Oh friends, what a whirlwind these last few months have been. A good whirlwind, with fun and adventure, but a challenging whirlwind all the same.
We left everything we knew, from the Army greens, to our church family, to our beautiful home in the South. And moved West… to the mountains, to a new job… to a new beginning.
I’ve always loved a fresh start. I’ve loved jumping into the newness like putting on a new coat. I love embracing its feel and shape, getting used to its length and the fabric. The trimness. The smoothness. The great beauty and joy of something fresh. Yes, I love it. I love a fresh start. The possibilities… the adventures… the people… I love it.
But oh, oh I hate it too. I hate taking off the old and setting it aside. I hate saying goodbye and leaving. I hate the emotional pull to live in the past, instead of the present… to wonder and worry what is going on in the life behind me. I find I want to hold on to my safe and comfortable home, with all its familiar creaks and drips and groans; its strong friendship and warm conversation instead of plunging into this world of coldness and unfamiliarity.
And since early December, this has been my challenge.
This has been my beautiful mess.
This place we now call home is bright and lovely. The mountains beckon us, with their snowcapped beauty and unexplored wilderness. This busy little town, with new shops and new streets, it calls to me, it whispers my name. I’m filled with longing to explore, to taste and see. The new faces, the new perspectives, the new personalities… they are exciting too. I find myself wanting to jump in, converse, and soak.
But I also want to shrink and hide. At times, I’m overtaken with the newness. And instead of being wonderful, its scary. Its lonely. The mountains, the cowboy boots, and the frigid temperatures…it is different. And it is not home. I struggle to be the new person. The awkward person. The sore thumb. The one who desperately wants to be a part, but struggles to put herself out there, to be vulnerable, to let her own awkwardness show.
Its humbling. And hard.
The kids feel it too. “Mom, they ask, will we make new friends?” “Will there be any kids there?” “Will I have anyone to invite to my birthday party?”
And so together, we dive in. Heartstrings suitably pulled, we press on, as a family with a united front. Not just for ourselves, but this time for the children also.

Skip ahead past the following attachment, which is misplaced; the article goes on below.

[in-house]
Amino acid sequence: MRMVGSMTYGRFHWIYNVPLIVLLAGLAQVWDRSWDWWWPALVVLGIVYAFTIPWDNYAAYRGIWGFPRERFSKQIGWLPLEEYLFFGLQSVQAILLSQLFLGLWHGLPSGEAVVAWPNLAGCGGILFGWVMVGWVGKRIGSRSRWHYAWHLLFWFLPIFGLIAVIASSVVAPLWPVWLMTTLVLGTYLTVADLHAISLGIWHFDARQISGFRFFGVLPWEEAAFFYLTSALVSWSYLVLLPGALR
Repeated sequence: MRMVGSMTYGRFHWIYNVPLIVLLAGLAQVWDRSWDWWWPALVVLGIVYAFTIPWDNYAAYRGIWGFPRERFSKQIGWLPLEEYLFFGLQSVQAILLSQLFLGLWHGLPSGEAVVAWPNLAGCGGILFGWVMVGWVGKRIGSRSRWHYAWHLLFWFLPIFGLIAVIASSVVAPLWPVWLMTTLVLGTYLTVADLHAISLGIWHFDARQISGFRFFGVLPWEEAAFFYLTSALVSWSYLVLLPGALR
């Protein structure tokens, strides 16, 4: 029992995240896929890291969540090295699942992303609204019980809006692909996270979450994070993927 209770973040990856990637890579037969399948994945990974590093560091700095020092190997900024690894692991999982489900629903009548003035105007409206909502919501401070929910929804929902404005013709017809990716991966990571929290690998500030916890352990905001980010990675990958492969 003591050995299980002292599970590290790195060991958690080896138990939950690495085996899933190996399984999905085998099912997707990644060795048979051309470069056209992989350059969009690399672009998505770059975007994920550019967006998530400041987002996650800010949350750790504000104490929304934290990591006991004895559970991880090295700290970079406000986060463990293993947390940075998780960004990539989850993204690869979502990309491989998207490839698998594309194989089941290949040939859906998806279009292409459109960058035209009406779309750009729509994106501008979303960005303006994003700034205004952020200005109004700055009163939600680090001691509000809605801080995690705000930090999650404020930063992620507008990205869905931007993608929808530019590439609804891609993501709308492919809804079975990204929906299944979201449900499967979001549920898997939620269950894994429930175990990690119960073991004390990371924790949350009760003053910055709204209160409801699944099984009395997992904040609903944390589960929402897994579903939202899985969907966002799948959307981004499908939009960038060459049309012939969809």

We join a weekly Classical Conversations group and a Wednesday evening children’s group. We enroll in Upward Basketball. We get library cards and meet the story time ladies. We go to church, Sunday School and evening prayer meetings. We bring Christmas cookies to our neighbors. We walk to the park and chat with locals. We bring dinner to Mr. Milton. We stop and talk with people at the grocery store and at Starbucks. We host meals and play dates. We push. We pull. We work.
And slowly we’re getting there.
But even still I must remember--in my quest to belong and feel part of this new place-- that this world is not my home. I am a stranger. A pilgrim. A sojourner.
And while I may long for that comfortable coziness of home… I must remember that this side of glory nothing will ever fill that need. I’ll never be home. And the reality must yet again hit me: our old home? It wasn’t home either. The home before that. Nope, not it.
Never. Never on this earth have I been home. And never will my need and desire be filled.
But even still, I need to keep pushing, and plunging, and pressing. I need to keep serving, keep stretching, keep meeting, keep putting myself out there. But not for me. No. Not for my kids either.
But for Him.
To be His instrument. To be His messenger. To be His servant. To bring the hope of Christ, the joy of salvation, the beauty and newness of life that comes from walking in and with God alone.
That’s my purpose. And that’s the beauty of this fresh start—its a chance to share that joy and bring that hope to others.